Who can win the Race to Dubai and how?
Seven players are still in with a chance of toppling Rory McIlroy at the summit
Shane Lowry is one of the players who can still win the Race to Dubai ahead of Rory McIlroy. Photo: AP
Back in the day when the Race to Dubai was in its infancy, Colin Montgomerie - a man who had won eight Order of Merit titles on the PGA European Tour - put on his soothsayers cap and predicted a changed world order. “I think we are shifting the balance of power away from the PGA Tour . . . you’ll find players like Phil Mickelson, Adam Scott, Ernie Els and Vijay Singh coming over more. You’ll get more of a world field in Dubai,” insisted Monty.
His prophecy was delivered with the kind of straight talk that brokered no argument, for he was a man who almost always was right. Even when he was wrong.
Some seven years into the new order that is the Race to Dubai, we know that Montgomerie got it wrong. Phil and Tiger and others didn’t take up European Tour cards, and there’s little rush from the new kids like Jordan and Jason to do so either. Although Patrick Reed’s presence in Dubai this week for the DP World Tour Championship is welcome, the reality is that there has been no shifting in the balance of power. The PGA Tour is still king.
Yet, for all that, the finale to the Race to Dubai this week has much intrigue, not least from an Irish perspective. Although just two Irish players have made it to the elite 70-man field, both Rory McIlroy and Shane Lowry entertain hopes - albeit one stronger than the other - of actually winning the Order of Merit which is a considerable feather in anyone’s cap.
There are seven players in with a mathematical chance of finishing the European Tour season as top man, but only two - McIlroy and Englishman Danny Willett - can determine their own destiny. A win for McIlroy or Willett would close the deal. In what is the 48th counting tournament of the season, it has come to this.
So, who can win out? The seven men with a chance of topping the 2015 Order of Merit - or the Race to Dubai to give it its rightful moniker - are:
Rory McIlroy: seeking back-to-back money titles and a third R2D in all, the Northern Irishman currently has a lead of 1,612 points over Willett. For McIlroy - who missed a meaty chunk of the season with his ankle injury and playing in only his 12th counting event - to win out, he needs to finish ahead of Willett.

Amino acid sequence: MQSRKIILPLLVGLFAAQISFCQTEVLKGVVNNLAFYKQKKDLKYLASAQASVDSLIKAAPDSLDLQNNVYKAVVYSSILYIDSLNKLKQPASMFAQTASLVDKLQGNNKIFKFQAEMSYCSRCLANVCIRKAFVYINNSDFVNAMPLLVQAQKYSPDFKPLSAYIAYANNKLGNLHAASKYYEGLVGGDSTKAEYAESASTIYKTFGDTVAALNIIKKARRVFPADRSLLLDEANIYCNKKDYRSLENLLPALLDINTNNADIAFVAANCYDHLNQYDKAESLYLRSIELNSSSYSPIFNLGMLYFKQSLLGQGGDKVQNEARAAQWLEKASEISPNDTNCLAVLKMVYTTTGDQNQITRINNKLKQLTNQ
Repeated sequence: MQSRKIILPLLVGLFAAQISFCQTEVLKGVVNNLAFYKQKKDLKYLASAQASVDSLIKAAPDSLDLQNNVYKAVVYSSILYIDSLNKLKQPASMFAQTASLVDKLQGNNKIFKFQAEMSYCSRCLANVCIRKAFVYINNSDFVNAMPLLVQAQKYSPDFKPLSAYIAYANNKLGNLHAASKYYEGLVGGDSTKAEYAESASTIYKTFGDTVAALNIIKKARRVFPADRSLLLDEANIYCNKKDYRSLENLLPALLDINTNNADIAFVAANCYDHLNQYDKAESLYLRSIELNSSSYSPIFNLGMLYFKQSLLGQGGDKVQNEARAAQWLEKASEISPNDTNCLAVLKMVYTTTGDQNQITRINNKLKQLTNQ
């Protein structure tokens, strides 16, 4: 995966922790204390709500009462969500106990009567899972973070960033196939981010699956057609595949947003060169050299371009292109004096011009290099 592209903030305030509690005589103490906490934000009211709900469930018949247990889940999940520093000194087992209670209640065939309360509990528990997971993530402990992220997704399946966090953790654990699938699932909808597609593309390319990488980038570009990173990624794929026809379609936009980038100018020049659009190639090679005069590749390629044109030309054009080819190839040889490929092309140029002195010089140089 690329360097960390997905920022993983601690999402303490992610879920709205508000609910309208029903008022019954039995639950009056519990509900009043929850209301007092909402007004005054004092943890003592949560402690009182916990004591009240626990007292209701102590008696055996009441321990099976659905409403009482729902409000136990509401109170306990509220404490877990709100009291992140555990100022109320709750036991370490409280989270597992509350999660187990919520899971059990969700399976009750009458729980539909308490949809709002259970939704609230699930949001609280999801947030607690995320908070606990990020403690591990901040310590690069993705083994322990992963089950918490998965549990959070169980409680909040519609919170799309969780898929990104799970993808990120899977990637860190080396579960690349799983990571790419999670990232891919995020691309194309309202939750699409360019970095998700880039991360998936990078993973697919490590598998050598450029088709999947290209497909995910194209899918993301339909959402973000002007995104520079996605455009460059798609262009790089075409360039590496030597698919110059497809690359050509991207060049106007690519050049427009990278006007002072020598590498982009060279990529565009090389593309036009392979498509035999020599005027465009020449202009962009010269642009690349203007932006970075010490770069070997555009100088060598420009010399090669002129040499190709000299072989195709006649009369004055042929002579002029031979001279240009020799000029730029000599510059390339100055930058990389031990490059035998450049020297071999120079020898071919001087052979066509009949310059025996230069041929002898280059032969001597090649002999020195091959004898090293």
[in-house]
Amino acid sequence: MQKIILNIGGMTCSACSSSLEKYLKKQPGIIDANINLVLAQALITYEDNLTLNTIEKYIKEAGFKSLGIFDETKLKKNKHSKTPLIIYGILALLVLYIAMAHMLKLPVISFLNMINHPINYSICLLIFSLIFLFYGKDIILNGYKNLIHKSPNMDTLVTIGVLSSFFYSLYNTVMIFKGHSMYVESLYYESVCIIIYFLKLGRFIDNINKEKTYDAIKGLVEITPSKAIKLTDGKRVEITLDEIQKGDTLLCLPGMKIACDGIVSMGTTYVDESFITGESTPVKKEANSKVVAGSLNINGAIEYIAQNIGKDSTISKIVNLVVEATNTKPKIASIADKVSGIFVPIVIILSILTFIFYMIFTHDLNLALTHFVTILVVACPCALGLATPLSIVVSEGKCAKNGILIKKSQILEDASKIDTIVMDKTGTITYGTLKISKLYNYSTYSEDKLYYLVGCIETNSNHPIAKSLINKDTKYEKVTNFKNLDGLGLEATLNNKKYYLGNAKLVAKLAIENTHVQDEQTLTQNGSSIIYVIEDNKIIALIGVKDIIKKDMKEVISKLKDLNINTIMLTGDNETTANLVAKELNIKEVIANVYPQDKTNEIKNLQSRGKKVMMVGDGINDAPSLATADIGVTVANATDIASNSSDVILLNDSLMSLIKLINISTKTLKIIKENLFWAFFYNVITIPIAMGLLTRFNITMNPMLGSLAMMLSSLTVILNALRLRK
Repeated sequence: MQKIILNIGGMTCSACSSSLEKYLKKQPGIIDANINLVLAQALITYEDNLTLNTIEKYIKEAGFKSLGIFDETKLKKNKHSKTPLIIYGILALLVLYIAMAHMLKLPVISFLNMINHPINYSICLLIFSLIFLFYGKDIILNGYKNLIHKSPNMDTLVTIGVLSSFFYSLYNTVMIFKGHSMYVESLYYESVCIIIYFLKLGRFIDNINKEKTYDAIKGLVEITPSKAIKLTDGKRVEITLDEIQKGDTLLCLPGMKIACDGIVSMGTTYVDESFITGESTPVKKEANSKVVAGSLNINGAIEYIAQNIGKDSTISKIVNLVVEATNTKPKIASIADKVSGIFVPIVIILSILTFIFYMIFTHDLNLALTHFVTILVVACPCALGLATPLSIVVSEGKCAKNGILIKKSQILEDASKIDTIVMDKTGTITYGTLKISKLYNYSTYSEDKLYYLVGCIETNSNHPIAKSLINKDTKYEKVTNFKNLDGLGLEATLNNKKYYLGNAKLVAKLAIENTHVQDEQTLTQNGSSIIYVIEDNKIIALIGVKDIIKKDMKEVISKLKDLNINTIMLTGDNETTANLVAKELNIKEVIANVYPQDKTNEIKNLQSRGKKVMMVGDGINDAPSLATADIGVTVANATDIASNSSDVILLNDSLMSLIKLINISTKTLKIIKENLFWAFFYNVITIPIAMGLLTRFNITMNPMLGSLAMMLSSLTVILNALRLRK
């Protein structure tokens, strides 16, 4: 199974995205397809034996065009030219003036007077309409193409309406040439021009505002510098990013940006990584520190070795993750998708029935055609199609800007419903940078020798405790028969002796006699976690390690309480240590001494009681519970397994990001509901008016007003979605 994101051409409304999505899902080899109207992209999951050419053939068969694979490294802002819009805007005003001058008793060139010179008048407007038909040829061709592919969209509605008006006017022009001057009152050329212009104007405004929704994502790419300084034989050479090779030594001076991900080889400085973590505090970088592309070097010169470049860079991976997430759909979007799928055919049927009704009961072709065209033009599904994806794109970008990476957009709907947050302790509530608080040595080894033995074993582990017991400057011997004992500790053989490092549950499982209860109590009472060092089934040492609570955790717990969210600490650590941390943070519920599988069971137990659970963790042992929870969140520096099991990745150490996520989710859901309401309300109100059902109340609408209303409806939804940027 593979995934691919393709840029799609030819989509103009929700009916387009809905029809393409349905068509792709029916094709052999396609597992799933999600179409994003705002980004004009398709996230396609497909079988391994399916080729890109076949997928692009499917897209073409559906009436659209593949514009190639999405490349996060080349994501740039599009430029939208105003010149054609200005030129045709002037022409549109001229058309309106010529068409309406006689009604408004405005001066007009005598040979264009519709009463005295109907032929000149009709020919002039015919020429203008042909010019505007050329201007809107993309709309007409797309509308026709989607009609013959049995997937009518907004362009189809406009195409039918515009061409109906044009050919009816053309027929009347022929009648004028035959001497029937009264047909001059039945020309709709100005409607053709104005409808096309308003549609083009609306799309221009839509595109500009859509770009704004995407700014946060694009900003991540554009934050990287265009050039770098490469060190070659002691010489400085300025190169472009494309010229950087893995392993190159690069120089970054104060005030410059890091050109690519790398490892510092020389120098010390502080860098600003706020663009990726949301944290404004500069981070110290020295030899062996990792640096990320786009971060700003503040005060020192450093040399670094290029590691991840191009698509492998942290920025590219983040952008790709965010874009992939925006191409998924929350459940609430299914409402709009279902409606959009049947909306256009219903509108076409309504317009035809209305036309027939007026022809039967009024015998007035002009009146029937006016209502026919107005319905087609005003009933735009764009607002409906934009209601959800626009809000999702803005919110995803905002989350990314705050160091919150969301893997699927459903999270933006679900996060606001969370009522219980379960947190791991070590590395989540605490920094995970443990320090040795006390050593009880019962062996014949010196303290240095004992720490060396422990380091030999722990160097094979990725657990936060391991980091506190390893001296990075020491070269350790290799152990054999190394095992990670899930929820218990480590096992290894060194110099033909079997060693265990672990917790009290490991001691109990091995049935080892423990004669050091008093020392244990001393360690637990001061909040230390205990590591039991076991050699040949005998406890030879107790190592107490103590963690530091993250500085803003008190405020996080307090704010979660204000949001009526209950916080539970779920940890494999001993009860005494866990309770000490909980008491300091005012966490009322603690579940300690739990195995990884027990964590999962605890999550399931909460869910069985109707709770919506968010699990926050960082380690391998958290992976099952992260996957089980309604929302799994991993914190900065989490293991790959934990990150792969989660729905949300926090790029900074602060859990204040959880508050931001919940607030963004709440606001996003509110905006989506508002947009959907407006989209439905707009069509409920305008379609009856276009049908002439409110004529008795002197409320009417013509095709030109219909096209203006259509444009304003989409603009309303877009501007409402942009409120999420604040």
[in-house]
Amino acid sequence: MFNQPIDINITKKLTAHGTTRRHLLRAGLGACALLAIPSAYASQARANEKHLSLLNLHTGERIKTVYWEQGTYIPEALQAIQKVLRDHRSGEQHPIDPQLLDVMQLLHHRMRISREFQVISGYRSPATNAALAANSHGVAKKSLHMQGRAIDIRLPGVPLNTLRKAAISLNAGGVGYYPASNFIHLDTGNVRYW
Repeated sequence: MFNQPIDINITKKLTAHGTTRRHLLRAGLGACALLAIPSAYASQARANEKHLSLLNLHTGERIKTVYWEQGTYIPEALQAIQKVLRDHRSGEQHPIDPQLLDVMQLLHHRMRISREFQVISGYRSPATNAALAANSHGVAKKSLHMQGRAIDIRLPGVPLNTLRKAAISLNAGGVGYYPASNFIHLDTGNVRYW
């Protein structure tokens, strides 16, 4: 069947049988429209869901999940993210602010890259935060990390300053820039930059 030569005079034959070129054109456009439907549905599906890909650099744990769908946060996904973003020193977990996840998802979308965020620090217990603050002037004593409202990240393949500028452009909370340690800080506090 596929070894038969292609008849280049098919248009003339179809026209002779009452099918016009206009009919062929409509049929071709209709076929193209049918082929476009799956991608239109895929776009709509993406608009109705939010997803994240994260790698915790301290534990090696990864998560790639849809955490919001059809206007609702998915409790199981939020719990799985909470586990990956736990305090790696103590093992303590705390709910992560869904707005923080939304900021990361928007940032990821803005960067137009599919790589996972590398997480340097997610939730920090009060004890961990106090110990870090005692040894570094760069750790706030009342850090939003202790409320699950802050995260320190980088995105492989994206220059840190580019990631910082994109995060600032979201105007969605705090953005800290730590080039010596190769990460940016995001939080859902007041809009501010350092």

Danny Willett: now within touching distance of McIlroy, Willett first of all needs to beat McIlroy’s score to leapfrog into top spot. A win, of course, would tick all the boxes for the Englishman, who hasn’t been out of the top two in the rankings since jumping out of the blocks with a win in the season opening Nedbank Challenge.
Justin Rose: a top-10 finish in the BMW in China enabled the former US Open champion to leapfrog Lowry into third. For Rose to win, he needs a win or solo second in Dubai but also needs McIlroy and Willett to finish third or worse (if he wins), or eighth or worse (with a solo runner-up).
Shane Lowry: a season which had victory in the WGC-Bridgestone Invitational as its highpoint has given the Offalyman a chance to win the order of merit. He needs to win or finish solo second. With a win, he needs McIlroy and Willett to finish third or worse. With a solo second, McIlroy and Willett need to finish outside the top-eight.
Louis Oosthuizen: without a win this season, the South African’s consistency (six top-10s) has given him a shout going into Dubai. He needs to win or finish solo second to come up trumps. If he wins, McIlroy and Willett need to finish third or worse. If he finishes second, McIlroy and Willett need to finish 12th or worse.
Branden Grace: a two-time winner on tour this year, the South African needs to win or finish solo second. If he wins, McIlroy and Willett need to finish third or worse. If he finishes solo second, McIlroy and Willett need to finish 43rd or worse.
Ben An: the winner of the tour’s flagship, the BMW PGA, An - in his rookie season is the outsider of those able to win the Order or Merit. He needs to win the DP World Tour Championship with both McIlroy and Willett finishing 29th or worse.